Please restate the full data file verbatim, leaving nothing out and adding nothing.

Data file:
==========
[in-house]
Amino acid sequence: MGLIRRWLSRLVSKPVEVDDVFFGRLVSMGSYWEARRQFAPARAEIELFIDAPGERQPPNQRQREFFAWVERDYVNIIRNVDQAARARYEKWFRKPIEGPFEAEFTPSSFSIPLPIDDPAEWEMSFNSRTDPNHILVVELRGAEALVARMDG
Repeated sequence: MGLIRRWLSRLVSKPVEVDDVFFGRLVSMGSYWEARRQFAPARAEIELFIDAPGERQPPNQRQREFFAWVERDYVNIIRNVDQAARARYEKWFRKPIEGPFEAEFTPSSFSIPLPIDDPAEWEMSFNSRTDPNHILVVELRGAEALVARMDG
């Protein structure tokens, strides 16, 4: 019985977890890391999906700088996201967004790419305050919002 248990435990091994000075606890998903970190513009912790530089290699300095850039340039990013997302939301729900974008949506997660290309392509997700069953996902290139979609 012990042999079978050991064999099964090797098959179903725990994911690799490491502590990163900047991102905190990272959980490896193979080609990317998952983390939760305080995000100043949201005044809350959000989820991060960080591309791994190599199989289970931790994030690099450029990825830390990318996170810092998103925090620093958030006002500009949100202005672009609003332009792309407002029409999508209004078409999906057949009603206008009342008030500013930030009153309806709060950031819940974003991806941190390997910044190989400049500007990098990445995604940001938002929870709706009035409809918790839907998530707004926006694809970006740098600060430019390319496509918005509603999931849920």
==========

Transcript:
[in-house]
Amino acid sequence: MGLIRRWLSRLVSKPVEVDDVFFGRLVSMGSYWEARRQFAPARAEIELFIDAPGERQPPNQRQREFFAWVERDYVNIIRNVDQAARARYEKWFRKPIEGPFEAEFTPSSFSIPLPIDDPAEWEMSFNSRTDPNHILVVELRGAEALVARMDG
Repeated sequence: MGLIRRWLSRLVSKPVEVDDVFFGRLVSMGSYWEARRQFAPARAEIELFIDAPGERQPPNQRQREFFAWVERDYVNIIRNVDQAARARYEKWFRKPIEGPFEAEFTPSSFSIPLPIDDPAEWEMSFNSRTDPNHILVVELRGAEALVARMDG
């Protein structure tokens, strides 16, 4: 019985977890890391999906700088996201967004790419305050919002 248990435990091994000075606890998903970190513009912790530089290699300095850039340039990013997302939301729900974008949506997660290309392509997700069953996902290139979609 012990042999079978050991064999099964090797098959179903725990994911690799490491502590990163900047991102905190990272959980490896193979080609990317998952983390939760305080995000100043949201005044809350959000989820991060960080591309791994190599199989289970931790994030690099450029990825830390990318996170810092998103925090620093958030006002500009949100202005672009609003332009792309407002029409999508209004078409999906057949009603206008009342008030500013930030009153309806709060950031819940974003991806941190390997910044190989400049500007990098990445995604940001938002929870709706009035409809918790839907998530707004926006694809970006740098600060430019390319496509918005509603999931849920």